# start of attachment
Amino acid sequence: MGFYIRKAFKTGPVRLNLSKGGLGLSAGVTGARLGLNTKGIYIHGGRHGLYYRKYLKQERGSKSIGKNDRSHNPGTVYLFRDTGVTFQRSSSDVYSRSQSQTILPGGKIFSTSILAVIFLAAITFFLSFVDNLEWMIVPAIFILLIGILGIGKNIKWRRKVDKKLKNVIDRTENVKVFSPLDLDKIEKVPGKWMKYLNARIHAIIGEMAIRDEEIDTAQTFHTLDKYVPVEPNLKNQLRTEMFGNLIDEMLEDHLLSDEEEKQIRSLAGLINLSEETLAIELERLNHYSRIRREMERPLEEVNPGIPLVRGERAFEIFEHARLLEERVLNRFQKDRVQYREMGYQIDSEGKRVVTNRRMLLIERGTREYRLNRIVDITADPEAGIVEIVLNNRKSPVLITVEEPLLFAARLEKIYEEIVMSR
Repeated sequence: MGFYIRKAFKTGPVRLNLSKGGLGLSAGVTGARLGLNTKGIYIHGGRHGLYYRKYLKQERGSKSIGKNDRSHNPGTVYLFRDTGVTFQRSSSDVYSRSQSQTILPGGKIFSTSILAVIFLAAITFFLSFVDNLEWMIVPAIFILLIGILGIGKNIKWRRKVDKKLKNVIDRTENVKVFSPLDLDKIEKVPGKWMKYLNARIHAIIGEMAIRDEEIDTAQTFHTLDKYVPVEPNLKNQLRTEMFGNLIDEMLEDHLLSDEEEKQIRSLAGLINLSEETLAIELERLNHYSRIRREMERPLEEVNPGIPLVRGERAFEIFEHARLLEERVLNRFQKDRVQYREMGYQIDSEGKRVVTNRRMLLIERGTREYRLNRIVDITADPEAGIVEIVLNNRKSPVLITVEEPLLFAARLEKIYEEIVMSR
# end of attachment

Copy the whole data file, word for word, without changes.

Amino acid sequence: MGFYIRKAFKTGPVRLNLSKGGLGLSAGVTGARLGLNTKGIYIHGGRHGLYYRKYLKQERGSKSIGKNDRSHNPGTVYLFRDTGVTFQRSSSDVYSRSQSQTILPGGKIFSTSILAVIFLAAITFFLSFVDNLEWMIVPAIFILLIGILGIGKNIKWRRKVDKKLKNVIDRTENVKVFSPLDLDKIEKVPGKWMKYLNARIHAIIGEMAIRDEEIDTAQTFHTLDKYVPVEPNLKNQLRTEMFGNLIDEMLEDHLLSDEEEKQIRSLAGLINLSEETLAIELERLNHYSRIRREMERPLEEVNPGIPLVRGERAFEIFEHARLLEERVLNRFQKDRVQYREMGYQIDSEGKRVVTNRRMLLIERGTREYRLNRIVDITADPEAGIVEIVLNNRKSPVLITVEEPLLFAARLEKIYEEIVMSR
Repeated sequence: MGFYIRKAFKTGPVRLNLSKGGLGLSAGVTGARLGLNTKGIYIHGGRHGLYYRKYLKQERGSKSIGKNDRSHNPGTVYLFRDTGVTFQRSSSDVYSRSQSQTILPGGKIFSTSILAVIFLAAITFFLSFVDNLEWMIVPAIFILLIGILGIGKNIKWRRKVDKKLKNVIDRTENVKVFSPLDLDKIEKVPGKWMKYLNARIHAIIGEMAIRDEEIDTAQTFHTLDKYVPVEPNLKNQLRTEMFGNLIDEMLEDHLLSDEEEKQIRSLAGLINLSEETLAIELERLNHYSRIRREMERPLEEVNPGIPLVRGERAFEIFEHARLLEERVLNRFQKDRVQYREMGYQIDSEGKRVVTNRRMLLIERGTREYRLNRIVDITADPEAGIVEIVLNNRKSPVLITVEEPLLFAARLEKIYEEIVMSR